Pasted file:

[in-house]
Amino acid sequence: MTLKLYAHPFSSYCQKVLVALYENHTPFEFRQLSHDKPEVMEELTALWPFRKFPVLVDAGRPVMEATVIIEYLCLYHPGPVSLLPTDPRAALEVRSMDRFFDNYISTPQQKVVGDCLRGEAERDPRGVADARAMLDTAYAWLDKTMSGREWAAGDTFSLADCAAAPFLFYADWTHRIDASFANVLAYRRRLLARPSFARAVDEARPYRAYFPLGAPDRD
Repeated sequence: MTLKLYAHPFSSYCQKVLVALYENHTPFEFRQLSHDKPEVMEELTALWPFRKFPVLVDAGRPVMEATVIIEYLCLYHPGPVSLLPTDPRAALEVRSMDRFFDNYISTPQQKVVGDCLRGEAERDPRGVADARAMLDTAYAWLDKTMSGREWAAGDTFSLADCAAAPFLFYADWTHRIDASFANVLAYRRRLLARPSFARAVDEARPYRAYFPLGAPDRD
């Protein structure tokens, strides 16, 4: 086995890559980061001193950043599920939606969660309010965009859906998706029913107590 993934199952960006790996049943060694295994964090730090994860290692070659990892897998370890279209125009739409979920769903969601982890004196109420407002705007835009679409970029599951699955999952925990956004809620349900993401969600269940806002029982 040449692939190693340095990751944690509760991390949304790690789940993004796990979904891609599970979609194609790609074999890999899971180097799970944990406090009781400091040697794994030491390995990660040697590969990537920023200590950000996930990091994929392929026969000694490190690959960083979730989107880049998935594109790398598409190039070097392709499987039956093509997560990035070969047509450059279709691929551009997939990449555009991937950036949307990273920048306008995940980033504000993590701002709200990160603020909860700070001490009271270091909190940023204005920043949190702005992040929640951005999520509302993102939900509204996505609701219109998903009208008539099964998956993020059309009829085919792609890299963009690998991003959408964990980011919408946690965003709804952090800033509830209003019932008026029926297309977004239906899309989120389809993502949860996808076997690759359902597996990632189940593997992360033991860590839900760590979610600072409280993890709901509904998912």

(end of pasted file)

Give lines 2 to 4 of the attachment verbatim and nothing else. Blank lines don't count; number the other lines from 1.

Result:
Amino acid sequence: MTLKLYAHPFSSYCQKVLVALYENHTPFEFRQLSHDKPEVMEELTALWPFRKFPVLVDAGRPVMEATVIIEYLCLYHPGPVSLLPTDPRAALEVRSMDRFFDNYISTPQQKVVGDCLRGEAERDPRGVADARAMLDTAYAWLDKTMSGREWAAGDTFSLADCAAAPFLFYADWTHRIDASFANVLAYRRRLLARPSFARAVDEARPYRAYFPLGAPDRD
Repeated sequence: MTLKLYAHPFSSYCQKVLVALYENHTPFEFRQLSHDKPEVMEELTALWPFRKFPVLVDAGRPVMEATVIIEYLCLYHPGPVSLLPTDPRAALEVRSMDRFFDNYISTPQQKVVGDCLRGEAERDPRGVADARAMLDTAYAWLDKTMSGREWAAGDTFSLADCAAAPFLFYADWTHRIDASFANVLAYRRRLLARPSFARAVDEARPYRAYFPLGAPDRD
């Protein structure tokens, strides 16, 4: 086995890559980061001193950043599920939606969660309010965009859906998706029913107590 993934199952960006790996049943060694295994964090730090994860290692070659990892897998370890279209125009739409979920769903969601982890004196109420407002705007835009679409970029599951699955999952925990956004809620349900993401969600269940806002029982 040449692939190693340095990751944690509760991390949304790690789940993004796990979904891609599970979609194609790609074999890999899971180097799970944990406090009781400091040697794994030491390995990660040697590969990537920023200590950000996930990091994929392929026969000694490190690959960083979730989107880049998935594109790398598409190039070097392709499987039956093509997560990035070969047509450059279709691929551009997939990449555009991937950036949307990273920048306008995940980033504000993590701002709200990160603020909860700070001490009271270091909190940023204005920043949190702005992040929640951005999520509302993102939900509204996505609701219109998903009208008539099964998956993020059309009829085919792609890299963009690998991003959408964990980011919408946690965003709804952090800033509830209003019932008026029926297309977004239906899309989120389809993502949860996808076997690759359902597996990632189940593997992360033991860590839900760590979610600072409280993890709901509904998912």